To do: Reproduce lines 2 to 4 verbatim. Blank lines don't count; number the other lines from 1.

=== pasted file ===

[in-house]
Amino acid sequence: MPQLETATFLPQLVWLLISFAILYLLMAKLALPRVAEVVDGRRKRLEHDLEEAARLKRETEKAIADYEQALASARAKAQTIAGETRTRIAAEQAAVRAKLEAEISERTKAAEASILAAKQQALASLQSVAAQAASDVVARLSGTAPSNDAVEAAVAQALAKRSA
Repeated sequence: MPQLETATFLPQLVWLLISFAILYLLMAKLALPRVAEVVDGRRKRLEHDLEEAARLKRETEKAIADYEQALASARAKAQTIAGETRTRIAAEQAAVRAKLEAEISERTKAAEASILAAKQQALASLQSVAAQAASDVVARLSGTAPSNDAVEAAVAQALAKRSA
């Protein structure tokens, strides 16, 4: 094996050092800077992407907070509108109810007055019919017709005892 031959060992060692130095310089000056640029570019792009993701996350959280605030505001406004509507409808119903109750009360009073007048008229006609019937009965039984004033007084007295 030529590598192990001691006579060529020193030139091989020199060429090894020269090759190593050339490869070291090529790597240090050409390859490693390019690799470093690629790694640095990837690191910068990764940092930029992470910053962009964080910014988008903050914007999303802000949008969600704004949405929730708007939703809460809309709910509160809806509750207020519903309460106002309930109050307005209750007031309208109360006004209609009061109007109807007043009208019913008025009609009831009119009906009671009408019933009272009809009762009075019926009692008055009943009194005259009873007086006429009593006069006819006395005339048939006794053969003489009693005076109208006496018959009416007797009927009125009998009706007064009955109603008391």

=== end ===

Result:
Amino acid sequence: MPQLETATFLPQLVWLLISFAILYLLMAKLALPRVAEVVDGRRKRLEHDLEEAARLKRETEKAIADYEQALASARAKAQTIAGETRTRIAAEQAAVRAKLEAEISERTKAAEASILAAKQQALASLQSVAAQAASDVVARLSGTAPSNDAVEAAVAQALAKRSA
Repeated sequence: MPQLETATFLPQLVWLLISFAILYLLMAKLALPRVAEVVDGRRKRLEHDLEEAARLKRETEKAIADYEQALASARAKAQTIAGETRTRIAAEQAAVRAKLEAEISERTKAAEASILAAKQQALASLQSVAAQAASDVVARLSGTAPSNDAVEAAVAQALAKRSA
């Protein structure tokens, strides 16, 4: 094996050092800077992407907070509108109810007055019919017709005892 031959060992060692130095310089000056640029570019792009993701996350959280605030505001406004509507409808119903109750009360009073007048008229006609019937009965039984004033007084007295 030529590598192990001691006579060529020193030139091989020199060429090894020269090759190593050339490869070291090529790597240090050409390859490693390019690799470093690629790694640095990837690191910068990764940092930029992470910053962009964080910014988008903050914007999303802000949008969600704004949405929730708007939703809460809309709910509160809806509750207020519903309460106002309930109050307005209750007031309208109360006004209609009061109007109807007043009208019913008025009609009831009119009906009671009408019933009272009809009762009075019926009692008055009943009194005259009873007086006429009593006069006819006395005339048939006794053969003489009693005076109208006496018959009416007797009927009125009998009706007064009955109603008391």